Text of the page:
Tuesday, November 30, 2010

Project 13: Collared Shawl

Shortly after the big Halloween event was over, one of my co-Workers, a woman in her 30s, approached my desk carrying a piece of clothing. It was a black knit shawl-like something. A rectangle with an opening up the middle and fringe at both ends. She asked me if I would make her something like it.

"Does it have to have fringe?" I asked, being a snot.

"No" she replied.

"Does it have to be black?" I asked, pushing it further.

"No" she replied. "I trust your judgement."

I told her to go to a fabric store and find some medium weight wool coat material that she loved and I would do my best. She brought back several swatches and we discussed them. She picked out her favorite and I got busy making a muslin. I actually made two because I had two different design ideas. One had a kimono-style neck / closure treatment and the other had a collar. She went for that one, which made my quite happy since it was a little more challenging.

The wool that she picked was on the cool end of the spectrum, so for the collar and facing I picked brown silk dupioni on the warm end for contrast. I made a long silk ribbon to bind the hem of the wool and used a blind hem stitch to secure the facing to the body of the garment for a fully finished, secure feeling. Nothing worse than trying to put on a garment and finding your facing flopping out for the world to see.

Once it was done, I realized that she was going to need some kind of a purse since there weren't any pockets in the design. In less than an hour I whipped up a little bag to go with it.

I gave it to her yesterday and she loved it. This morning she told me that her husband loved it too and slipped me a few bills. I can't believe that I've designed and sold a garment. Tim Gunn, if someday you read this, I want you to know that I made it work!

Tuesday, November 16, 2010

Project 12: Halloween Costumes

You've got to be kidding. I didn't sew a single garment between Halloween 2009 and Halloween 2010? My goodness it was a crazy year. Even if I didn't sew anything during most of the year, I certainly made up for it at the end.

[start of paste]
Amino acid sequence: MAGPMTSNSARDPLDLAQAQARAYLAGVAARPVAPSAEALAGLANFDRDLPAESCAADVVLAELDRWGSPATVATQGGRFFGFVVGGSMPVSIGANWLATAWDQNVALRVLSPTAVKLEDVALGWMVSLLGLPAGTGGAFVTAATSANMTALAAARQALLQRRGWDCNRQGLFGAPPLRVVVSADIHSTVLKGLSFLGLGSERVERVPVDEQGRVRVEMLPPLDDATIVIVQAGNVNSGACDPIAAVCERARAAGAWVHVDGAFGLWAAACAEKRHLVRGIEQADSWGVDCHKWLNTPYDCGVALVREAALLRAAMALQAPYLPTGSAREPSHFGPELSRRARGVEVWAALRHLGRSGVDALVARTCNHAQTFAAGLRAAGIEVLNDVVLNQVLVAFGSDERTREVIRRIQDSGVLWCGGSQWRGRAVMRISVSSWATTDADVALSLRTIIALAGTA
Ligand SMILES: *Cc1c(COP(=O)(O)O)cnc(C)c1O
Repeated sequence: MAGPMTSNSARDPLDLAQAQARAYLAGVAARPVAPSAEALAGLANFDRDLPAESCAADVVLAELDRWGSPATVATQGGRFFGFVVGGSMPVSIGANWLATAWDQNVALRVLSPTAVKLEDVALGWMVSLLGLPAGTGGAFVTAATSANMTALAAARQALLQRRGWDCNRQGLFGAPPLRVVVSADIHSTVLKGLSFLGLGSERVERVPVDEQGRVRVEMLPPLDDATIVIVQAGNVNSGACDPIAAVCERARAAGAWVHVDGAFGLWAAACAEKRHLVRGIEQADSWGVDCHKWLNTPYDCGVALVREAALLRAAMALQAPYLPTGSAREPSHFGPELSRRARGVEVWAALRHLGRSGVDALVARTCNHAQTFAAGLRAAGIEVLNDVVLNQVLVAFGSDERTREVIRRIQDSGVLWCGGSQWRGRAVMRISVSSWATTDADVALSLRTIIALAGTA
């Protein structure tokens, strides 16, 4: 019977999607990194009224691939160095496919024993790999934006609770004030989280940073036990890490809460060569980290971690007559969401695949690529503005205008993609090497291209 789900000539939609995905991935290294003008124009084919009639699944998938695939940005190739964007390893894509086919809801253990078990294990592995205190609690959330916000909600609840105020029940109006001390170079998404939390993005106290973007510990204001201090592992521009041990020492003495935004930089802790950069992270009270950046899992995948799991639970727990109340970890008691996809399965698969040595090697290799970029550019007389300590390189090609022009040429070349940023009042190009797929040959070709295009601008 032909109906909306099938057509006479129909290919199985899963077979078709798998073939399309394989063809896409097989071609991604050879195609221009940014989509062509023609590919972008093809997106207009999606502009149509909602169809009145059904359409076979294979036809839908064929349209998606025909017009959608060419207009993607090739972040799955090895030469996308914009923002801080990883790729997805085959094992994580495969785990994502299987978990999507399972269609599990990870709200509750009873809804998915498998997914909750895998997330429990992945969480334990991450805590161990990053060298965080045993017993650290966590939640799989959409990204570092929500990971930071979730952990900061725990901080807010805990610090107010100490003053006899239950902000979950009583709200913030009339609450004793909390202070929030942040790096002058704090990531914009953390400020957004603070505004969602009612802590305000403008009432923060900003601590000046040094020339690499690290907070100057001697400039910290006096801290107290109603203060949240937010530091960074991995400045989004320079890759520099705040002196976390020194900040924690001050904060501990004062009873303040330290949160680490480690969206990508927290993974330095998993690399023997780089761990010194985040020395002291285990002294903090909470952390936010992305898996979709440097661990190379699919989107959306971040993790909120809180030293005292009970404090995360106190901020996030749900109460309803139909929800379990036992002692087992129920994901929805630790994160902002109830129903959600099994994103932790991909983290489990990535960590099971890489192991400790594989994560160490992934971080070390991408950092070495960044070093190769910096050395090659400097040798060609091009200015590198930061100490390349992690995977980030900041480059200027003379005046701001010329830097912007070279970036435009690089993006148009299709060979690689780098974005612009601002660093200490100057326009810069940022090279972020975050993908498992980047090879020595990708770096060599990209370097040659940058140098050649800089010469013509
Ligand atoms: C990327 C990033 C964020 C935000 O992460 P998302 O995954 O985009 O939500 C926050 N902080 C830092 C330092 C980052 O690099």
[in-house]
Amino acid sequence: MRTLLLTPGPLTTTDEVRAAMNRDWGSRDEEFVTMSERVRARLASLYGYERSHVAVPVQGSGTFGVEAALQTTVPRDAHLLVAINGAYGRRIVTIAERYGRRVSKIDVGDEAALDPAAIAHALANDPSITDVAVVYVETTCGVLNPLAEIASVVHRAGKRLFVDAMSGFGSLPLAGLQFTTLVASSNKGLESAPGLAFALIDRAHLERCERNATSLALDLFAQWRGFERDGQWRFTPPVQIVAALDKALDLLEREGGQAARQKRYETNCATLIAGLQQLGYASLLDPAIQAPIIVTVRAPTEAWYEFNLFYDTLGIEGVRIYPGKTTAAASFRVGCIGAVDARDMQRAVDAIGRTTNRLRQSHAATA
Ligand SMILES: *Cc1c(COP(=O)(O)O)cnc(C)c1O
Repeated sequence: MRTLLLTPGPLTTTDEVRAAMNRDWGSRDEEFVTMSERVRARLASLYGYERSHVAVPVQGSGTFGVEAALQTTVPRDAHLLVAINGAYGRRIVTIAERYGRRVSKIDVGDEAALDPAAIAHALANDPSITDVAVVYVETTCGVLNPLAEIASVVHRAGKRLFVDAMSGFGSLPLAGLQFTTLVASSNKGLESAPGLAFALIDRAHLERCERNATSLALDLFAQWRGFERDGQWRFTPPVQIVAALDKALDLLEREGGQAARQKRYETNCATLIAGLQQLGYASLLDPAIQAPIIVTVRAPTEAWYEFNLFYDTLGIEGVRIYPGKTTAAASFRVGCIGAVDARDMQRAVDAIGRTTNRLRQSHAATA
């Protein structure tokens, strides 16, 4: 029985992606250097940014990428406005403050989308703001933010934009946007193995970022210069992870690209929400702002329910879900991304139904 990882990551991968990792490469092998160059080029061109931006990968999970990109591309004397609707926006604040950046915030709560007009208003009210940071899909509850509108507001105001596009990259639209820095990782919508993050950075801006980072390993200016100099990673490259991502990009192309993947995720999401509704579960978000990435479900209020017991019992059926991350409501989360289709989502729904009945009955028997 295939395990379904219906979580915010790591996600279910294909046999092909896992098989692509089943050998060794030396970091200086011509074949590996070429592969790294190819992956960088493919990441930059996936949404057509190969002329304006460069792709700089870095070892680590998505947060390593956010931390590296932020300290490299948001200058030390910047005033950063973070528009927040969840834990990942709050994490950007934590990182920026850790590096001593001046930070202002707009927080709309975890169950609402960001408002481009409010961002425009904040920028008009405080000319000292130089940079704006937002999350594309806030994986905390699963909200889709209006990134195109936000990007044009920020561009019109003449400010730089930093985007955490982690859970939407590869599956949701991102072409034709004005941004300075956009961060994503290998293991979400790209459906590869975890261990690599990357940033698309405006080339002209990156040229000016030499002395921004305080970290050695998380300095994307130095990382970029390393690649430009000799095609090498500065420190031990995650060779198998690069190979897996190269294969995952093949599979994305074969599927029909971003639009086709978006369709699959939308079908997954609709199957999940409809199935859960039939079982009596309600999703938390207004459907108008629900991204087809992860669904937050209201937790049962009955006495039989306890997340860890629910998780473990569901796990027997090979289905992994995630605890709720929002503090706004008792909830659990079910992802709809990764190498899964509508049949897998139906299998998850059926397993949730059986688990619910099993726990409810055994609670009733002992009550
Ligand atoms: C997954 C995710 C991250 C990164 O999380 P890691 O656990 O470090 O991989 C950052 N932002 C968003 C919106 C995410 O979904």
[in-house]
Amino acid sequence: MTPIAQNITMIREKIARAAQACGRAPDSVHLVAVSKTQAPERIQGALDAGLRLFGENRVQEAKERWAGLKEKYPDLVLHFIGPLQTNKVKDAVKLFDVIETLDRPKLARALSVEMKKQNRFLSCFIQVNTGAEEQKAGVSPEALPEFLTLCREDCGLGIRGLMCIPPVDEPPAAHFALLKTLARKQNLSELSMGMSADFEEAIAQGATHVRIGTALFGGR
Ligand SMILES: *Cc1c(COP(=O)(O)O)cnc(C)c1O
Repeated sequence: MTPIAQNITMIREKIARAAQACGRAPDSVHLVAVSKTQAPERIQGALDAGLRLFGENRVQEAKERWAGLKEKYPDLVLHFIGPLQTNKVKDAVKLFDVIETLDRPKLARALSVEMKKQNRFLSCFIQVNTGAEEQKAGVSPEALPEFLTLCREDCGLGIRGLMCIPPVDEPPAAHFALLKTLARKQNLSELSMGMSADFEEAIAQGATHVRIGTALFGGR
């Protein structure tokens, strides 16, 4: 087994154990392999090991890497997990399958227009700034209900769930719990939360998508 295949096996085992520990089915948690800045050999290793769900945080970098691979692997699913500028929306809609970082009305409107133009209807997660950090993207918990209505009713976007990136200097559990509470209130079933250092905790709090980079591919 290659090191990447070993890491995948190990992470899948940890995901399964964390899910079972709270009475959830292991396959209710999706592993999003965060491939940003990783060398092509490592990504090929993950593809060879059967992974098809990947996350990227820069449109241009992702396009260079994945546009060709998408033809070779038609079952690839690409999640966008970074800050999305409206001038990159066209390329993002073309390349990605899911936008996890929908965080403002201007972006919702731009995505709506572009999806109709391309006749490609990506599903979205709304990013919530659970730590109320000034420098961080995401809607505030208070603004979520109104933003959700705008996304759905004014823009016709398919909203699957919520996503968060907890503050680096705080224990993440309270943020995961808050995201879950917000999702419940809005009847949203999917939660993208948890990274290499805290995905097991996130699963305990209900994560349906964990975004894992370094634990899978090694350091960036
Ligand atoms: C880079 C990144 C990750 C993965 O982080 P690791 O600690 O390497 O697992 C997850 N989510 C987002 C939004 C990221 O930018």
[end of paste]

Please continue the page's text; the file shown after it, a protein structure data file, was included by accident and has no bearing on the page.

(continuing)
I sent out an invitation volunteering to make a Jedi knight costume for the first six people who responded and wanted to come party with us in Vancouver. Four full-time Vancouverites, me and LCD Seattle wound up being the six. A very nice mix, I have to say. I had to be pretty creative, since there is not a licensed pattern, but by studying the movies and reading a lot of Star Wars costuming forum posts I got a fairly solid muslin together in August.

I made two really important fabric sourcing discoveries that month also. First, that there is a very inexpensive kind of fabric called Osnaburg which is made from rejected cotton fibres. It's thick, fluffy, textured and sturdy and dirt cheap. I bought a 15 yard bolt online for about $2 per yard. Second, I found that the retail mark-up on wool is criminal. I bought a three 12 yard bolts of absolutely exquisite dark brown 100% wool online for about $7 a yard. It would have been at least $25 a yard in a fabric store.

I spent just about every free moment in September and October sewing frantically, but I was having a great time doing it anyway. I think my sewing skill level jumped significantly and I know that I got a lot faster at cutting, pinning and pressing! The thing that really made the costumes work, though, were the Hasbro Force FX lightsabers. The have very high quality sound and light effects and were movie-ready replicas of the props used in the movie, as you can see here:

We got a hotel suite in downtown Vancouver so that no one would have to do any driving during the evening and also so that we would have a nice, central costuming location! I've never packed up my sewing equipment for international travel before, so that was an adventure in planning ahead as well.

I also booked us a limo so that we could first attend the Parade of Lost Souls put on by Public Dreams Society in the Commercial Drive area of Vancouver. It's a wonderful performance-art parade and community celebration which is alone well worth the trip to the city. We stopped at Vancouver City Hall on the way to the parade and took a few photos. Here's one of the better group shots: